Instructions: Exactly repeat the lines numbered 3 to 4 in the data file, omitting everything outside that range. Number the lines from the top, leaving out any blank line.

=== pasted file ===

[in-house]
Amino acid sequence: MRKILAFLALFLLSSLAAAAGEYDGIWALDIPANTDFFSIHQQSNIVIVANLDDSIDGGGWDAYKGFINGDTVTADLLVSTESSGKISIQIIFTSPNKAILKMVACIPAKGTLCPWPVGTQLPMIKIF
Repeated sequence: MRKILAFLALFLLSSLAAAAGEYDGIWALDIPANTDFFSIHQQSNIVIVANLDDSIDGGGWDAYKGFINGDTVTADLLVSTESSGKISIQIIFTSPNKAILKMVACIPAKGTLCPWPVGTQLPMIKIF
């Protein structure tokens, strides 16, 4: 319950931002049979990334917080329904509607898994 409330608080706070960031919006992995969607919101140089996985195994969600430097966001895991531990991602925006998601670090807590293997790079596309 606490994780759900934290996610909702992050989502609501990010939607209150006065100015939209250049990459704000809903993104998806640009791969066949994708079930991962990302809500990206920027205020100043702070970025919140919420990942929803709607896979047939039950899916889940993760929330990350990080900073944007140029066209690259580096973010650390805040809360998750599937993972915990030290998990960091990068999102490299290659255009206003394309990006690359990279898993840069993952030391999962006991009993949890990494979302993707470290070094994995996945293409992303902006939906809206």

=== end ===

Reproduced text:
Repeated sequence: MRKILAFLALFLLSSLAAAAGEYDGIWALDIPANTDFFSIHQQSNIVIVANLDDSIDGGGWDAYKGFINGDTVTADLLVSTESSGKISIQIIFTSPNKAILKMVACIPAKGTLCPWPVGTQLPMIKIF
């Protein structure tokens, strides 16, 4: 319950931002049979990334917080329904509607898994 409330608080706070960031919006992995969607919101140089996985195994969600430097966001895991531990991602925006998601670090807590293997790079596309 606490994780759900934290996610909702992050989502609501990010939607209150006065100015939209250049990459704000809903993104998806640009791969066949994708079930991962990302809500990206920027205020100043702070970025919140919420990942929803709607896979047939039950899916889940993760929330990350990080900073944007140029066209690259580096973010650390805040809360998750599937993972915990030290998990960091990068999102490299290659255009206003394309990006690359990279898993840069993952030391999962006991009993949890990494979302993707470290070094994995996945293409992303902006939906809206």